A Faroese View of Home Rule

By Sámal Matras Kristiansen, sociologist and editor

head and shoulders picture of Samal at the lectern speaking

Home rule is an ideal solution for the Orkneys, Shetland, and the Hebrides

It’s very understandable that the Orkneys want more self-determination. From a Faroese perspective we are sad to see that our three southern neighbours Shetland (Hetland), the Orkneys (Orknoyar) and the Outer Hebrides (Suðuroyar) are very underdeveloped compared to the Faroe Islands, who are now amongst the richest countries in Europe. Even though you have long since lost your Nordic tongue, we feel somewhat connected to you. Even though the Faroes are geographically more peripheral than the Orkneys, political circumstances have peripheralized the Orkneys to an unnecessary extent.

I have also observed that there are people in the Orkneys who are afraid of any constitutional changes, comparing it to Brexit. This comparison is quite far-fetched and incomparable in so many ways. In fact, there are other British Isles that have a great degree of self-determination and are – therefore – doing very well. The Isle of Man or the Channel Islands could be role-models for North Atlantic Britain: the Orkneys, Shetland, and the Outer Hebrides. The Isle of Man and the Channel Islands are richer than the rest of the UK, but the Orkneys haven’t got the same advantage that they both could and should have.

Another possibility would in fact be to look northwards toward the island-country that is probably most comparable to North Atlantic Britain: The Faroe Islands, which are now wealthier than Denmark measured per capita. Since 1948 we have had home rule (heimastýri) under the Danish Crown. Before that we were a poor Danish county (amt). Home-rule limits our dependency in certain ways: we don’t have our own currency, we don’t have a supreme court, we don’t have our own defence etc. But in most other regards we have a large degree of self-determination. We’re not even forced to be a part of the EU, and neither is Greenland, which was a part of EEC, but left in 1985.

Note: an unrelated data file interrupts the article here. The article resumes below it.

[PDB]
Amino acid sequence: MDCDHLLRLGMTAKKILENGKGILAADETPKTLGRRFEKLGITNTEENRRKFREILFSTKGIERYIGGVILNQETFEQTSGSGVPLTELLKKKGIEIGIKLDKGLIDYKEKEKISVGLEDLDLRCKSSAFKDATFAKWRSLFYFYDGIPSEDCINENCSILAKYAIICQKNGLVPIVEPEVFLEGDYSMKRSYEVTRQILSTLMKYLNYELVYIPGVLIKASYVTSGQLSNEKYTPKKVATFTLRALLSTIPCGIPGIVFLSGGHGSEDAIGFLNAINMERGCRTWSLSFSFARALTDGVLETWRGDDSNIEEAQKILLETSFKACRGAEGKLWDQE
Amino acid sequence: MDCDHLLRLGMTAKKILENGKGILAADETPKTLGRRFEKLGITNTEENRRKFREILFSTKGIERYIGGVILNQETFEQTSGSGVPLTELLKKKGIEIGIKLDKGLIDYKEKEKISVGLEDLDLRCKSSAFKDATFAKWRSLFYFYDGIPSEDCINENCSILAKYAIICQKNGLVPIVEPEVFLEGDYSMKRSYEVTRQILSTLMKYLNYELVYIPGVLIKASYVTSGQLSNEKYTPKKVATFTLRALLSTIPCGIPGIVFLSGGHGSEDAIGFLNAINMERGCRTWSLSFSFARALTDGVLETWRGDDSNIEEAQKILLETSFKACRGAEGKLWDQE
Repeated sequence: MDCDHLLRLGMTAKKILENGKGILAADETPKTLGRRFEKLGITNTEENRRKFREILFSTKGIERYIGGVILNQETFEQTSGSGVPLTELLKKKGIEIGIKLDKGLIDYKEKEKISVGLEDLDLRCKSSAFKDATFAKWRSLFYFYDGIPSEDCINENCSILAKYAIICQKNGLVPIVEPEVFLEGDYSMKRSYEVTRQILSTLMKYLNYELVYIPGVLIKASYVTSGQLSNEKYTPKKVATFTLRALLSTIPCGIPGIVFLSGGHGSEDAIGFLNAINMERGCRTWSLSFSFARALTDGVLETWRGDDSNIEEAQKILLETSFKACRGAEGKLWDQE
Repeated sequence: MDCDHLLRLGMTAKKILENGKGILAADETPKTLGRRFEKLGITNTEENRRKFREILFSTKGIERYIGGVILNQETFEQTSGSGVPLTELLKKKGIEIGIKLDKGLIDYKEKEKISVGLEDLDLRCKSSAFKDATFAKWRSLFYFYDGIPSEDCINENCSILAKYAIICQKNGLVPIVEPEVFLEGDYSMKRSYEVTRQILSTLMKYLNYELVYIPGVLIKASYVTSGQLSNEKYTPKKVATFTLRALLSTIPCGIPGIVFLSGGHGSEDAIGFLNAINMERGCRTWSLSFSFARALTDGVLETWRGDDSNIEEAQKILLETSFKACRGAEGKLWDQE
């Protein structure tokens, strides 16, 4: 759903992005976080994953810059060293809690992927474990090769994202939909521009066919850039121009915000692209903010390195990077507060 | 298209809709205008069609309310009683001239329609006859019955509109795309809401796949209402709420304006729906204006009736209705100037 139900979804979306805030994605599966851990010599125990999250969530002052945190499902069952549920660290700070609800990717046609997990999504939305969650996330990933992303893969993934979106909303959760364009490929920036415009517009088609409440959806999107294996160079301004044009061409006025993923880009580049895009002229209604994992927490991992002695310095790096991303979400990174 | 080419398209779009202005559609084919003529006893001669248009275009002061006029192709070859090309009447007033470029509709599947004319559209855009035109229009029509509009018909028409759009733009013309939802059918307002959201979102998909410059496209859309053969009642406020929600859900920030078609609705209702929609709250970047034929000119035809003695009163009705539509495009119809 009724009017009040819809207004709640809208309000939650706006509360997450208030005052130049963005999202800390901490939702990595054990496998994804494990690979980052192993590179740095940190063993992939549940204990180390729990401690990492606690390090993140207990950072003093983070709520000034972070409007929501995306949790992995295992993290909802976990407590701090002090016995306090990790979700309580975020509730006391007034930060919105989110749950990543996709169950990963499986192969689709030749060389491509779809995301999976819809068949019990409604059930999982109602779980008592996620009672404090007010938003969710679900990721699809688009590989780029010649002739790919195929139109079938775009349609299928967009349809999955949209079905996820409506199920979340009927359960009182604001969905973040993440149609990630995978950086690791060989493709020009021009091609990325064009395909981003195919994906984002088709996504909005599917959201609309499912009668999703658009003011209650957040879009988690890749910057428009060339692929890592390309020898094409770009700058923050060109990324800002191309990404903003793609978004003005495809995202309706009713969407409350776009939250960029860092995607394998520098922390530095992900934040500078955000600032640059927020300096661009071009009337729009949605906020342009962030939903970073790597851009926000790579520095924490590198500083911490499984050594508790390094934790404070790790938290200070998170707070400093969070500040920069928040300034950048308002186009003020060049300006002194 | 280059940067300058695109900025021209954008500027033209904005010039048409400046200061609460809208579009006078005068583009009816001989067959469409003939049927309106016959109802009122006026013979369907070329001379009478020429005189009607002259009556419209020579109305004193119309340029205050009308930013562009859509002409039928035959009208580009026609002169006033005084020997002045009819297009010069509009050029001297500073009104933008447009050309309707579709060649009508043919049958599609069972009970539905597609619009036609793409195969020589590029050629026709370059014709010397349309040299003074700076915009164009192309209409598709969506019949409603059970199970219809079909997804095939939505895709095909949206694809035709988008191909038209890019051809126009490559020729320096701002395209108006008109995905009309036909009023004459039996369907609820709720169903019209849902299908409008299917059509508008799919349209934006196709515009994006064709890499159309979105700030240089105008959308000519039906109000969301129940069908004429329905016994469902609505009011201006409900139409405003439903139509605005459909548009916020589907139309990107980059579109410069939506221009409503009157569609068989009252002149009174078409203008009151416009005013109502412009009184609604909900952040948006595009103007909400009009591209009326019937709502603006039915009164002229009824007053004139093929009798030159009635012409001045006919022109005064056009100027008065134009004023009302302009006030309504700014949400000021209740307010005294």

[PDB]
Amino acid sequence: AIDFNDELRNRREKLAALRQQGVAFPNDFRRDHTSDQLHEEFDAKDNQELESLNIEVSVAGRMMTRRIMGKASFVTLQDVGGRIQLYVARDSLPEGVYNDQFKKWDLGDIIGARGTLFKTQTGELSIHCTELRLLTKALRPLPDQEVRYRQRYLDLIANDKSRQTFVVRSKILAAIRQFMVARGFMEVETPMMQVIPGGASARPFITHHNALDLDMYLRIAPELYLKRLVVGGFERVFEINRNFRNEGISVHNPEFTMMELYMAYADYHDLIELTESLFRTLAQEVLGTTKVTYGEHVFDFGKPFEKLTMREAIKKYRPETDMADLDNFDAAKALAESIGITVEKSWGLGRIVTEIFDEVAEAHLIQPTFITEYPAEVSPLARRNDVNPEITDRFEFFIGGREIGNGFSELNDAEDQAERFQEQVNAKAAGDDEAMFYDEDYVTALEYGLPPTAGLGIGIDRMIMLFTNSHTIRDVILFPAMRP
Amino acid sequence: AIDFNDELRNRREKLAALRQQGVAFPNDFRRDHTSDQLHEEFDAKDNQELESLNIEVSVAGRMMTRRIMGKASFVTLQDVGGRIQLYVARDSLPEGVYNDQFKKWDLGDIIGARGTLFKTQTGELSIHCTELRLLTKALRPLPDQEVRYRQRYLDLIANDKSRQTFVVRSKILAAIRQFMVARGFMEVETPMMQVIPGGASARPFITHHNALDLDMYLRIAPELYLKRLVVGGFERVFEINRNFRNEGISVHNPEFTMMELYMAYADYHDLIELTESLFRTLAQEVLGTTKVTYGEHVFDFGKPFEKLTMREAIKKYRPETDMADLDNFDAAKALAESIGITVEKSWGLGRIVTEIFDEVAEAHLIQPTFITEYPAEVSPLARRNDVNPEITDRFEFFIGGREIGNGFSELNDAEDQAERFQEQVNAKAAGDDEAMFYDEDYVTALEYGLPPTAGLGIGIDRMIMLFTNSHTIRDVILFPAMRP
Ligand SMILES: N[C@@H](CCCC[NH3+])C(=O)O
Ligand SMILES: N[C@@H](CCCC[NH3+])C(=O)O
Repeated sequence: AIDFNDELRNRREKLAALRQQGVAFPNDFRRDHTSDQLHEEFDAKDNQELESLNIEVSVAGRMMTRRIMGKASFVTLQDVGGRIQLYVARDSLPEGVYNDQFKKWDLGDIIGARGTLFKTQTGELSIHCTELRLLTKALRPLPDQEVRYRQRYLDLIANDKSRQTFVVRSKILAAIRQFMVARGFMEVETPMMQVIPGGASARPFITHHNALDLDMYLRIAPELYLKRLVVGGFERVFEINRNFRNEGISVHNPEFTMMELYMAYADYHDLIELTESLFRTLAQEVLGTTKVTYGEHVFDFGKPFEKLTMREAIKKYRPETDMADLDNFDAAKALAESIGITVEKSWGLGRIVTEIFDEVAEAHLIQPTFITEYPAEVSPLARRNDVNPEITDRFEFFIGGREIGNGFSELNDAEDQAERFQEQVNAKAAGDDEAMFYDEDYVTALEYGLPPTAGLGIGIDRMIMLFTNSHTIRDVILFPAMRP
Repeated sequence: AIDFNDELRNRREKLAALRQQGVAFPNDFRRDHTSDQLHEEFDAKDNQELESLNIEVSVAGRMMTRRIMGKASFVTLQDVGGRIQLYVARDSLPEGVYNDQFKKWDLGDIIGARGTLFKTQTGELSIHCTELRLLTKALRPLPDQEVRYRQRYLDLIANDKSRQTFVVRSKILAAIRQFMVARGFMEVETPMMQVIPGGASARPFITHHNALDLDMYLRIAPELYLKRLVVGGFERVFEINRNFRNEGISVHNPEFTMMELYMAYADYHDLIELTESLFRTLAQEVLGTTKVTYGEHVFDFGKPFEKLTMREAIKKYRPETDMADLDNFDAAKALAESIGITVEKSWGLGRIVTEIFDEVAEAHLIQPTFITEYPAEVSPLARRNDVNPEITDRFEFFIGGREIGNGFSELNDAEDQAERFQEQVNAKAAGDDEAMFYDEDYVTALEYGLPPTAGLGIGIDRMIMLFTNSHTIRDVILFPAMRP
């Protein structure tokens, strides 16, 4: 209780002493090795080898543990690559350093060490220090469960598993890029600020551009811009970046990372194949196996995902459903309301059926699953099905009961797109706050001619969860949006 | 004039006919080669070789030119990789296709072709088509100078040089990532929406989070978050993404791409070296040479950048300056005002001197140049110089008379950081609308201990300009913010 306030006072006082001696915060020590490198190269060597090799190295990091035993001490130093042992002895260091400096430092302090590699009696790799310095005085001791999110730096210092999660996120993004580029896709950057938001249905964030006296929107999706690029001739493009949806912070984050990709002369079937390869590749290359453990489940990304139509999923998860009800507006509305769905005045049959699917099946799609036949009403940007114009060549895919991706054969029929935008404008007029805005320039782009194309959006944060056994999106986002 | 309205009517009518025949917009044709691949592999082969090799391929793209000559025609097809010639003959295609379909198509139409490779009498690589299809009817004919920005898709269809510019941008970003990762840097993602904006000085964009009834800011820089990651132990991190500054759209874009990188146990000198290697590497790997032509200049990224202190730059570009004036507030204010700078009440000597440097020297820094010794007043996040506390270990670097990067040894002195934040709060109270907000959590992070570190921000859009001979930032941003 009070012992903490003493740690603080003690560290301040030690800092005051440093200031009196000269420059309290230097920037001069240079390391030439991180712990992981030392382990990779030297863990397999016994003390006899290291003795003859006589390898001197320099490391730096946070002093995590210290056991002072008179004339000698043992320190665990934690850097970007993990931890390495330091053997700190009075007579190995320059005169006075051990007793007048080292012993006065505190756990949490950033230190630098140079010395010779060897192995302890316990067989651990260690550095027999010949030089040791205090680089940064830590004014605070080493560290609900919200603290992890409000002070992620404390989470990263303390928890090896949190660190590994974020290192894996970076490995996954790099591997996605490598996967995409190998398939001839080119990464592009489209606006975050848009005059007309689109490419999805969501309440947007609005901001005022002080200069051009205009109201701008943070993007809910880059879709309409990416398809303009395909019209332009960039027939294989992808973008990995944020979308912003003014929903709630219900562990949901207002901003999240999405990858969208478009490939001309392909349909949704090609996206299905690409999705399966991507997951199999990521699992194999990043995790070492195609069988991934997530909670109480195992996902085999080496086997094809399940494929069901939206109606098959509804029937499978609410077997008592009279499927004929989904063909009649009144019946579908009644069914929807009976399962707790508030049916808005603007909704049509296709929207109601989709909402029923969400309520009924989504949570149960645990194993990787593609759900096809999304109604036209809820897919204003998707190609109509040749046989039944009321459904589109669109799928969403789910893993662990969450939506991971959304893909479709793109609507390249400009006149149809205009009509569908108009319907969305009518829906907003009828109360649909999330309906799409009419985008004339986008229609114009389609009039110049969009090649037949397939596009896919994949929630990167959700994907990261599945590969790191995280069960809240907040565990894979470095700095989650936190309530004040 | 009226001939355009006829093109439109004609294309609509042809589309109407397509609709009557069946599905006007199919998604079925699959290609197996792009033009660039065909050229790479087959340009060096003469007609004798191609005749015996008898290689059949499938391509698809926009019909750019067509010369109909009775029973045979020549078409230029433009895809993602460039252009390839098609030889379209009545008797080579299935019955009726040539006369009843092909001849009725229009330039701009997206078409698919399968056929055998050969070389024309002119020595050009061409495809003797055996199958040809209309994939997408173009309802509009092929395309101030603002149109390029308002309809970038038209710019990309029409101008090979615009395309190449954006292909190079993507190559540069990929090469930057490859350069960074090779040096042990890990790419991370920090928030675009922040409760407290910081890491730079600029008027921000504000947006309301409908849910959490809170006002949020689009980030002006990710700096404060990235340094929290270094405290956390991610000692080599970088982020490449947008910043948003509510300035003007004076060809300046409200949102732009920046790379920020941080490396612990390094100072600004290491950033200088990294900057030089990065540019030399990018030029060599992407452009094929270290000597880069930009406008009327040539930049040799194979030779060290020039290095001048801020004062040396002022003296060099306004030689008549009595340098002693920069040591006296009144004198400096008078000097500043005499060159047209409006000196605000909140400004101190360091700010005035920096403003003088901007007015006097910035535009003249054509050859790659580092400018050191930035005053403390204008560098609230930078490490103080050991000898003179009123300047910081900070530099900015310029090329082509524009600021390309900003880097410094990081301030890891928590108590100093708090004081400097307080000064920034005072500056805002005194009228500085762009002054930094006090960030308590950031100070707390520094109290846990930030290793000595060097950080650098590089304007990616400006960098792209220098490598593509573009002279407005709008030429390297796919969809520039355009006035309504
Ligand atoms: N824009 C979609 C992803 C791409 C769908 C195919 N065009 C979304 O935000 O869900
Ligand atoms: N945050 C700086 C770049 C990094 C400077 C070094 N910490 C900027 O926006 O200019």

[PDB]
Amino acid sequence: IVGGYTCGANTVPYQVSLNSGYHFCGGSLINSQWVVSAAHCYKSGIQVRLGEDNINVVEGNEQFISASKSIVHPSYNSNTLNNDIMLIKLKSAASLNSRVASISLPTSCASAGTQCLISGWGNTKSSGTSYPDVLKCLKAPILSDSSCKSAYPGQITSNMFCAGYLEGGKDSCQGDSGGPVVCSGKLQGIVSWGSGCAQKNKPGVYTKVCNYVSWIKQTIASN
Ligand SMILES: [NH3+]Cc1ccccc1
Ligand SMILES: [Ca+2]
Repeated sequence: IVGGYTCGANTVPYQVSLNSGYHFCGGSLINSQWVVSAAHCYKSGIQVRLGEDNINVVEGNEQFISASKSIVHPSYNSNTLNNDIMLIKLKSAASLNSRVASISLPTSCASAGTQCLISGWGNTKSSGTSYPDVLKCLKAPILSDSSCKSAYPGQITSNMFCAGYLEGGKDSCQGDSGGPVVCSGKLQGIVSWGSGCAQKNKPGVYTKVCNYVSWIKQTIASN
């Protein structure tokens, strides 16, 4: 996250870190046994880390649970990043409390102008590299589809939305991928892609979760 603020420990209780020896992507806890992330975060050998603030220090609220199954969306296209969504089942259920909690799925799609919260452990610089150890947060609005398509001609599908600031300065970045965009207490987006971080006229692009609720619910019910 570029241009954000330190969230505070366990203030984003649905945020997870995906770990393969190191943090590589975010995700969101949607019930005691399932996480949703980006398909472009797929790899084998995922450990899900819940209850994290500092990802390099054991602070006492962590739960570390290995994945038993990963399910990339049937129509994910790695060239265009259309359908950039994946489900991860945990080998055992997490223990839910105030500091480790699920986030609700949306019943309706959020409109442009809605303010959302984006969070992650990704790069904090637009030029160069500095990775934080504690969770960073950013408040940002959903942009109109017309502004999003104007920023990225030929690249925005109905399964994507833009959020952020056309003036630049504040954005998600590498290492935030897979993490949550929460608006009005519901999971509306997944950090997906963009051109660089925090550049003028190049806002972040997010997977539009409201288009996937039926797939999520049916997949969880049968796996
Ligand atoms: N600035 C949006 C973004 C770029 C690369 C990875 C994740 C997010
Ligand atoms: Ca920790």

Home rule is in fact a splendid idea because it functions as a kind of learning-process. It’s in many ways preferable to independence, and it can also function as a preparation for later independence. The Faroes started off with very little self-determination, but as years went by, we built our own little modern society. Surely home rule isn’t a miracle-cure; the Faroes have also experienced setbacks. 

But the fact is nonetheless that the Faroes today have their own airport, their own airline companies, their own shipping companies including an international passenger ferry, their own public service media, their own symphony orchestra, their own communications companies, their own internal ferries, busses and helicopters, their own road system including a large amount of bridges, tunnels and sub-sea tunnels, their own high schools, their own fisheries and aquaculture research and an internationally acclaimed university offering a broad range of educations. We even have our own national teams competing in international competitions like the European Men’s Handball Championship in Germany next year. And I’m only getting started, because the list of achievements during the past 75 years is very long. We have the power to organize and prioritize our domestic affairs and many foreign affairs, but still, we get a yearly grant from the Kingdom, which finances a large chunk of the public sector.